Sixteen students from rural and remote areas of NSW were treated to a week of activities showcasing Defence careers as part of the Indigenous Student Defence Work Experience Program conducted from July 14-19.
The program, in its second year and sponsored by the National Rugby League (NRL) One Community in conjunction with the Department of Defence, included a two-day stopover at Port Stephens featuring tours of RAAF Base Williamtown and nearby Murrook Cultural Centre on Nelson Bay Road.
One of four chaperones and program host Warrant Officer Mark Donlan, said the program aimed to showcase a range of Defence career opportunities, building confidence and teamwork amongst students, fostering the development of young Australians.
“The 16 students - both indigenous and non-indigenous - were selected from schools in Narromine, Warren and Mudgee,” said WO Donlan.
“The students attending have been recognised through a rewards program by the school and or identified to benefit from exposure to ADF careers and lifestyle having indicated they may consider a career in the Forces.
“For many it is there first time away from family and their home town.”
The students enjoyed a full day’s touring at RAAF Williamtown on the Monday, spending time and talking with personnel from MEOMS (aviation maintenance trades), Fire Section (training exercise), WTSS (weapons familiarisation), PTI (physical fitness and team building), and 76SQN (including a Hawk jet aircraft visit).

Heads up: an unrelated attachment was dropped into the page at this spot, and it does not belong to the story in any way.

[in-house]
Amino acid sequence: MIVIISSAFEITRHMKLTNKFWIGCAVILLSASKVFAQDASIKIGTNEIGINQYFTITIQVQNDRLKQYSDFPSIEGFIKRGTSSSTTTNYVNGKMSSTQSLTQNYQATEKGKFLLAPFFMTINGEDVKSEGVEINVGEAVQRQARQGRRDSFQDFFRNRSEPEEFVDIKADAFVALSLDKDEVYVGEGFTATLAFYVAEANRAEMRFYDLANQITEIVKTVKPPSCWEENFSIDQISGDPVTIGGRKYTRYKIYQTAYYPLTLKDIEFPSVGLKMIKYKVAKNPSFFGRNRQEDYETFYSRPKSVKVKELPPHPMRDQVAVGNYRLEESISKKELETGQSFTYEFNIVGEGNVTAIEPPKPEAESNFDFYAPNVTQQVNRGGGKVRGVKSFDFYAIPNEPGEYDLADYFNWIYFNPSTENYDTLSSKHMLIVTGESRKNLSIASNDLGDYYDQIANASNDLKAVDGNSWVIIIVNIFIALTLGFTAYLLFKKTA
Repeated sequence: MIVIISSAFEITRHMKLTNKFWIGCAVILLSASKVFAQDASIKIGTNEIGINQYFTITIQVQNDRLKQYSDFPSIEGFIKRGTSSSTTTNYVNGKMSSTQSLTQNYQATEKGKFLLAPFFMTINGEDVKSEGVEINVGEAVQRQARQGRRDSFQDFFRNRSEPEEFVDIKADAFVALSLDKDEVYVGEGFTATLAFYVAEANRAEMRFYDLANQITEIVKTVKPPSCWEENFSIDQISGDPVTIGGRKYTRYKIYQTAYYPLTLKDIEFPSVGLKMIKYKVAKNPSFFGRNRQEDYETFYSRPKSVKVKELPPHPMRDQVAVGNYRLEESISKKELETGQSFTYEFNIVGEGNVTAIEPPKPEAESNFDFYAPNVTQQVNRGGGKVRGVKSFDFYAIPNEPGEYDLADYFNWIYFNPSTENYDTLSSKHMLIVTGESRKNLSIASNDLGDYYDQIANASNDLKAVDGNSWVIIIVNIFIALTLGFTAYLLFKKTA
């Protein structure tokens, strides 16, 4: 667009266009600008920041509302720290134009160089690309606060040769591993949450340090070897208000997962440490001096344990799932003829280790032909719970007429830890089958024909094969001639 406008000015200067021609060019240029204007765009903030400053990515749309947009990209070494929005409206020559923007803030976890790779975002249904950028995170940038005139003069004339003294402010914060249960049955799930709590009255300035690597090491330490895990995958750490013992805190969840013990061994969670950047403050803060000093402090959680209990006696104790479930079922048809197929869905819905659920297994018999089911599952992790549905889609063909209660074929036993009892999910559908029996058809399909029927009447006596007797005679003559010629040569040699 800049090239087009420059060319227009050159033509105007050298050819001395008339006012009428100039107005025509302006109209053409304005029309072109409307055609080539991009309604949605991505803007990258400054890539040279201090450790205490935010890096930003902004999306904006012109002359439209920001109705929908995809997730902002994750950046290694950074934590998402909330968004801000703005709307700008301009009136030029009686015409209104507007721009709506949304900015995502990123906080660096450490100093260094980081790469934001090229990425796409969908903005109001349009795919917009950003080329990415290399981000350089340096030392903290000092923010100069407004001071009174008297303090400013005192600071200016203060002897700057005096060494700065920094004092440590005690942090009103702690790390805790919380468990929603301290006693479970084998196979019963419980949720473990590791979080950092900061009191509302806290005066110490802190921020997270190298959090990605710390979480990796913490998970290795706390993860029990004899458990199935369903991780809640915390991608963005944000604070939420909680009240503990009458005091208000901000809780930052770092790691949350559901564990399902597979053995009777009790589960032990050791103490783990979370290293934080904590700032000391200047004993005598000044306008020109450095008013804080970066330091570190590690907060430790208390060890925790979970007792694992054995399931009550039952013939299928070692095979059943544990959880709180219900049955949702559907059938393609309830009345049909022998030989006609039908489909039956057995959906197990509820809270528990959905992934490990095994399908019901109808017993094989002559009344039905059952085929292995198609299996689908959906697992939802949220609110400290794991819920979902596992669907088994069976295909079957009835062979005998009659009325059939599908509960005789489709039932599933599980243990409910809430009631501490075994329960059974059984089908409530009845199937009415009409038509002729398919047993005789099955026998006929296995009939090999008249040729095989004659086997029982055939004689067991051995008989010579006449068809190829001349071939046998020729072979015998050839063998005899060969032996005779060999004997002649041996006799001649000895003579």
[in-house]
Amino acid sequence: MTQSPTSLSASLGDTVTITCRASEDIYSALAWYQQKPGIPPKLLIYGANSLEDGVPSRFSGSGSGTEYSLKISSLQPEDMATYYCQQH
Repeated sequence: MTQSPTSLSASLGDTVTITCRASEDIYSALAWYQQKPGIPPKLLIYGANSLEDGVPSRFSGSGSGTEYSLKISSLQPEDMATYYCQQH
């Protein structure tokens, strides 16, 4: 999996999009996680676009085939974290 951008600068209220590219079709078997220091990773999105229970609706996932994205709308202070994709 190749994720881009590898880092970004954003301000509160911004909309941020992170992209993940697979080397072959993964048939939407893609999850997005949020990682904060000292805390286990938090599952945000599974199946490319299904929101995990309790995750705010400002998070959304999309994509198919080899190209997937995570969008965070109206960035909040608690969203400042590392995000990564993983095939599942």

For 16-year-old Lorna Hull, from Narromine, the visit to Port Stephens was a real eye-opener. “We had a great time at Murrook, learning about my indigenous culture and food and I have been very impressed with today’s RAAF visit,” she said.
“I want to join either the Police Force or Army and so seeing what happens on a [Defence] base is very interesting. I am hoping to go through and finish Year 10 this year so I can achieve my goal.”
Fellow Narromine High student Jake Carney, 15, watched in awe as the firefighters went through their drills in a simulated training exercise. “I wasn’t sure what I wanted to do before today but now I do. I think I want to become a fire-fighter,” he said.
Following their two days at RAAF Williamtown, the delegation travelled to Sydney for three days staying at HMAS Kuttabul on Garden Island.
“Wednesday was Navy day for the students but the program is not just about careers and recruitment presentations,” added WO Donlan. “There is a social aspect which included a cruise on Sydney Harbour and of course attending the NRL State of Origin match at Sydney’s Olympic Park, courtesy of the NRL One Community, which is one of the highlights for the majority of students.”
A spokesperson for the NRL One Community said the program aimed to assist indigenous job seekers and school leavers throughout NSW with the opportunity to connect with a selection of NSW most prominent employers, education and training providers with the support and direct involvement of the Department of Education, Employment and Workplace Relations (DEEWR).
Imagery is available on the Royal Australian Navy Media Library at http://images.navy.gov.au/S20130812.